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Guys, remember when everyone was all into cupcakes? How about quinoa? Bacon? Kale? Read on for seven culinary fads you’ll be seeing all over the place in 2017. Eat them now before they go the way of the turducken.

RELATED: 6 Things Foodies Should Stop Posting to Social Media

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Milkshakes are the New the Doughnuts

The newest in extravagant dessert nostalgia? Fancy, decadent shakes like the candy-clad creations sold at New York’s Black Tap Burger. Expect to see these guys on restaurant menus across the country (and, of course, your Instagram feed).

RELATED: 10 Bonkers Milkshakes You Can Make at Home

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Sveta_Zarzamora/Getty Images

Amaranth is the New Quinoa

There’s a new super grain in town, and chances are you’ll start to see it this year in place of quinoa or farro in breakfast porridge, salads and soups. This ancient seed, which was a staple of the Aztec diet, is gluten-free, fiber- and protein-rich and tastes a little nutty, like brown rice.

RELATED: Meet Amaranth, the Superfood You’ll Be Obsessed With In 2017

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Twenty20

Mustard greens are the new kale

Guys. It’s not 2009 anymore. Kale is over. Instead, look to greens formerly considered “waste”—we’re talking mustard greens, carrot tops, beet greens, broccoleaf and dandelion greens—to take center stage in your salads and sautés.

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Comfort food is going vegetarian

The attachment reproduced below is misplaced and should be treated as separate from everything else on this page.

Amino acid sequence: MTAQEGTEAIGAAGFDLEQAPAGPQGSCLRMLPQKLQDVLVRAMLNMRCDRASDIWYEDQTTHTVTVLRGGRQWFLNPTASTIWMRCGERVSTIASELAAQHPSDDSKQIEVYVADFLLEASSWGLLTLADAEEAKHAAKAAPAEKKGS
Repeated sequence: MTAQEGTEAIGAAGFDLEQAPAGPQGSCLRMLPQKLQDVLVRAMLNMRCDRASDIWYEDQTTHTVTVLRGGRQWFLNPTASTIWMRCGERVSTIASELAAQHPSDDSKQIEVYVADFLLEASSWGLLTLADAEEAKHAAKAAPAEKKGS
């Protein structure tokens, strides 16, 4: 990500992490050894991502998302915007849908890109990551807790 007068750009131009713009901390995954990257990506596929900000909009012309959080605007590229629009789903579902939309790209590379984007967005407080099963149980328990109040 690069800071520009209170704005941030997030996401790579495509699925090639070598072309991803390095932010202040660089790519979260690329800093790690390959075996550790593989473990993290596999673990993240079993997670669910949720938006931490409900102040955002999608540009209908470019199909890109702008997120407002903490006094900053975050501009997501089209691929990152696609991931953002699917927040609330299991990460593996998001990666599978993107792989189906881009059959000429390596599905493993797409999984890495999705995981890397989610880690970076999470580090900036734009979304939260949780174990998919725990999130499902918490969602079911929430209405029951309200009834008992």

See ya, chicken potpie and meatloaf. This year, both chefs and home cooks are embracing healthier, vegetarian comfort foods. Think cauliflower mac and cheese and baked avocado fries

RELATED: 8 Ways to Make Comfort Food Healthier

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Badmanproduction/Getty Images

Charcuterie gets a revamp

Salami and prosciutto aren’t going out of style anytime soon, but this year look for lean cuts of meat like venison and elk, often smoked, charred and served with a smattering of fresh bread and veggies.

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Nordic is in

Proving that the Scandis have the market on just about everything cool, there’s a recent slew of Nordic restaurants thriving around the country, from Manhattan’s Aska to San Francsico’s Pläj. The focus, here, are ingredients like gravlax, fennel, rye and pickled vegetables. As for a make-at-home dish, we’re fans of smørrebrød, which are basically fancy open-faced sandwiches.

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Frybread Gets an Upgrade

If you've haven't heard of the Native American comfort food frybread, you'll get to know it in 2017. Think: fried potato bread, garnished with anything from spreads and vegetables to smoked salmon and sour cream. Head to Nix in Manhattan, for a brunch version of frybread topped with mushroom gravy and a sunny-side up egg.

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